My first VL-5 was missing its barcode pen and song book, thus I have tried out those from my Casio MT-70; the VL-5 only reads the monophonic main voice part but refuses the chord barcode lines (playing the error sound), thus I could only scan the monophonic melody track into the sequencer. Later I bought a complete VL-5 specimen (with box, pen and manual) which came with its original "Bar Code Score Book" (see here for song list); like expected, its songs are only monophonic and have no chord section.

I first thought that  the VL-5 was not officially released in Germany, because (beside one defective specimen) I only found them offered from in England, USA and Australia, and even there they seemed to be much rarer than the common VL-Tone 1 and often quite expensive. But the 2nd VL-5 specimen that I bought on eBay came with multi- language manual in German, French and Italian, which hints that it was also released in these countries. By my knowledge the Casio VL-5 had also neither direct successors nor was its hardware ever re- released in other keyboards. Other Casio instruments with barcode pen were the midsize Casio MT-70 and the wooden fullsize Casiotone 701.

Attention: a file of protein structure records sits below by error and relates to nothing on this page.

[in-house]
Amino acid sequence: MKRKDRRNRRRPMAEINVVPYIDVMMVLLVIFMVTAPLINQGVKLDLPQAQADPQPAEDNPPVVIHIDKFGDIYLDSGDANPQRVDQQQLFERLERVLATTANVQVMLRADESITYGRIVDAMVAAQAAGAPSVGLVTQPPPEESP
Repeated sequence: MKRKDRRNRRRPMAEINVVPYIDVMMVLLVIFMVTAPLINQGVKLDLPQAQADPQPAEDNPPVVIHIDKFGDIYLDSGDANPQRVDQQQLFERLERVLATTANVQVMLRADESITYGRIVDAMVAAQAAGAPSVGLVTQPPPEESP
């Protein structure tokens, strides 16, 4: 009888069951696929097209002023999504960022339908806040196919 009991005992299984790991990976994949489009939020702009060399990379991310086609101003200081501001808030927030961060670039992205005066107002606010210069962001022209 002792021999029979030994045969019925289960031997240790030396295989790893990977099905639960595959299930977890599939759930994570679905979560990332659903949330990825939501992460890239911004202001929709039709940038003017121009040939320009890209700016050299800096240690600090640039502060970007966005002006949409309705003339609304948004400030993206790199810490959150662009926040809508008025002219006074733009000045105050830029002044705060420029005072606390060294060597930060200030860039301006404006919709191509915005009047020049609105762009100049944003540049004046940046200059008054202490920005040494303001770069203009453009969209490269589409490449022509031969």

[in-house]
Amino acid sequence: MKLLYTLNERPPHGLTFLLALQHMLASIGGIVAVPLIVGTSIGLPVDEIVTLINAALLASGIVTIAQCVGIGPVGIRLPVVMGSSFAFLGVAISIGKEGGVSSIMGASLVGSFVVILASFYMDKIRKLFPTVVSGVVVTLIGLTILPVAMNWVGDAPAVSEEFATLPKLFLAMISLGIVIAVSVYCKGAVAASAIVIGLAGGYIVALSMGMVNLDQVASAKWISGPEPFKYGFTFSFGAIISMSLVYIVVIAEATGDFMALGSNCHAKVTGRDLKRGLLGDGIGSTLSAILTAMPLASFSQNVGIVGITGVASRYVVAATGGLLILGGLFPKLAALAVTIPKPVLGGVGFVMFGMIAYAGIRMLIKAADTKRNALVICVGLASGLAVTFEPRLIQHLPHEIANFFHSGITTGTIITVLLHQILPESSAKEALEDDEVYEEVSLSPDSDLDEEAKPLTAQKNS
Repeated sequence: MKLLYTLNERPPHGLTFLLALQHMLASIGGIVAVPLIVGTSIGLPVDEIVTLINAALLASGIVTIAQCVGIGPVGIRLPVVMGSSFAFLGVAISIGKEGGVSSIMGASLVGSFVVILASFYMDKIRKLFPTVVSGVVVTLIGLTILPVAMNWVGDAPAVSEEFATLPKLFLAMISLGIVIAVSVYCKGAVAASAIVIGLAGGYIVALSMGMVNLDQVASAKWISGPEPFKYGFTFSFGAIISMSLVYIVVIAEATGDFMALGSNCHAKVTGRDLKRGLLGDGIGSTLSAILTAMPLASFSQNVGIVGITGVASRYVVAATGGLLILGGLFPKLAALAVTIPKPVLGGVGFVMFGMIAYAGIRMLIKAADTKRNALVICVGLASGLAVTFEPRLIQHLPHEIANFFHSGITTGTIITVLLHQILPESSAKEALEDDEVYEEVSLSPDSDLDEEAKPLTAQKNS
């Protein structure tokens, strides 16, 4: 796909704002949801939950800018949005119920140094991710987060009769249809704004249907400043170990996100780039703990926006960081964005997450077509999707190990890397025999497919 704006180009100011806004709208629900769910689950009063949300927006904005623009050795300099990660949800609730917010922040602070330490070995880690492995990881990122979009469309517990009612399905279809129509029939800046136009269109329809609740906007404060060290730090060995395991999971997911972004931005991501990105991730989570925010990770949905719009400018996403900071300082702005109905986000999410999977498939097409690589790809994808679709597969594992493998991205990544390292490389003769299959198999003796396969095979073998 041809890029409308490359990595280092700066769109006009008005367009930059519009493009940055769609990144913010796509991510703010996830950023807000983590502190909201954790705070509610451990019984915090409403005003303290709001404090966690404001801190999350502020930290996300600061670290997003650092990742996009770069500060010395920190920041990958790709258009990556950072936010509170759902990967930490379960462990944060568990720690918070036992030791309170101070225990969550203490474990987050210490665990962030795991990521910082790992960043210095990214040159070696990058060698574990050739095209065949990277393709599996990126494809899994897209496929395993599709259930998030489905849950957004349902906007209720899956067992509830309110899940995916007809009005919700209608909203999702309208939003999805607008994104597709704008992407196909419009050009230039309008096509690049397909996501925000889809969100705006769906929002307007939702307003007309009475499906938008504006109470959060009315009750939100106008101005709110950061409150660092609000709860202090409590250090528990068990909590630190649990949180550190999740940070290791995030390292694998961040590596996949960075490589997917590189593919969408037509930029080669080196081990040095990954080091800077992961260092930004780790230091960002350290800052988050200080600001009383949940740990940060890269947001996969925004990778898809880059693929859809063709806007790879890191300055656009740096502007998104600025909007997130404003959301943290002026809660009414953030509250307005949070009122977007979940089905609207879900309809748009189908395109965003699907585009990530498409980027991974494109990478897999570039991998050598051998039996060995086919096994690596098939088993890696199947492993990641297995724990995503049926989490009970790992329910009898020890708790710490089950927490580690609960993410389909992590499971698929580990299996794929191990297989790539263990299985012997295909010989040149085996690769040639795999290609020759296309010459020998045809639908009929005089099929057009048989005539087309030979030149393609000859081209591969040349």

removal of these screws voids warranty...